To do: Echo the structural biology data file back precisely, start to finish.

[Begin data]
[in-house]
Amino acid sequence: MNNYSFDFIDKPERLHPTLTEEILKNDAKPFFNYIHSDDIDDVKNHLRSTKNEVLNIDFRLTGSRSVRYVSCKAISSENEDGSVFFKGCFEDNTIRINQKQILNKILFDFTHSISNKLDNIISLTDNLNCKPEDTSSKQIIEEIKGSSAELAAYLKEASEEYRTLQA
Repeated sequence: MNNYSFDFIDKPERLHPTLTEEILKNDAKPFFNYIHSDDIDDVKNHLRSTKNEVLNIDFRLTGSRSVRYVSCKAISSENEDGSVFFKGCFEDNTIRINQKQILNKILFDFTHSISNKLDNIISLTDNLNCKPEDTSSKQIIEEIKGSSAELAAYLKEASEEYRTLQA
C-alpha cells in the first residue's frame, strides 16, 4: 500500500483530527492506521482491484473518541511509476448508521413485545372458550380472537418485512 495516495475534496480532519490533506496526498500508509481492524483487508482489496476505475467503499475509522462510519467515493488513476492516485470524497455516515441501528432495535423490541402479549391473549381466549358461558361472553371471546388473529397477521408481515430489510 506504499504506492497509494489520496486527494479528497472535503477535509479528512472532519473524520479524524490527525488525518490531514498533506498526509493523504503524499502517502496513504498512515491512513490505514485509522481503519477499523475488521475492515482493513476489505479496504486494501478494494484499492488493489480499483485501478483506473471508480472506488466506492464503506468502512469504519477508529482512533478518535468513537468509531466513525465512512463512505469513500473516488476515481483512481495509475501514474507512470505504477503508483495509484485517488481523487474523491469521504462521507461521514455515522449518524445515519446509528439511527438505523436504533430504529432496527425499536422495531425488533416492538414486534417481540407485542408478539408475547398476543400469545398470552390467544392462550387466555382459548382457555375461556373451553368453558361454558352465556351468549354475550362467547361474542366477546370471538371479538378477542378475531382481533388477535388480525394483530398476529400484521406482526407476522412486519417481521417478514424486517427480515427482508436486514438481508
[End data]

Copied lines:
[in-house]
Amino acid sequence: MNNYSFDFIDKPERLHPTLTEEILKNDAKPFFNYIHSDDIDDVKNHLRSTKNEVLNIDFRLTGSRSVRYVSCKAISSENEDGSVFFKGCFEDNTIRINQKQILNKILFDFTHSISNKLDNIISLTDNLNCKPEDTSSKQIIEEIKGSSAELAAYLKEASEEYRTLQA
Repeated sequence: MNNYSFDFIDKPERLHPTLTEEILKNDAKPFFNYIHSDDIDDVKNHLRSTKNEVLNIDFRLTGSRSVRYVSCKAISSENEDGSVFFKGCFEDNTIRINQKQILNKILFDFTHSISNKLDNIISLTDNLNCKPEDTSSKQIIEEIKGSSAELAAYLKEASEEYRTLQA
C-alpha cells in the first residue's frame, strides 16, 4: 500500500483530527492506521482491484473518541511509476448508521413485545372458550380472537418485512 495516495475534496480532519490533506496526498500508509481492524483487508482489496476505475467503499475509522462510519467515493488513476492516485470524497455516515441501528432495535423490541402479549391473549381466549358461558361472553371471546388473529397477521408481515430489510 506504499504506492497509494489520496486527494479528497472535503477535509479528512472532519473524520479524524490527525488525518490531514498533506498526509493523504503524499502517502496513504498512515491512513490505514485509522481503519477499523475488521475492515482493513476489505479496504486494501478494494484499492488493489480499483485501478483506473471508480472506488466506492464503506468502512469504519477508529482512533478518535468513537468509531466513525465512512463512505469513500473516488476515481483512481495509475501514474507512470505504477503508483495509484485517488481523487474523491469521504462521507461521514455515522449518524445515519446509528439511527438505523436504533430504529432496527425499536422495531425488533416492538414486534417481540407485542408478539408475547398476543400469545398470552390467544392462550387466555382459548382457555375461556373451553368453558361454558352465556351468549354475550362467547361474542366477546370471538371479538378477542378475531382481533388477535388480525394483530398476529400484521406482526407476522412486519417481521417478514424486517427480515427482508436486514438481508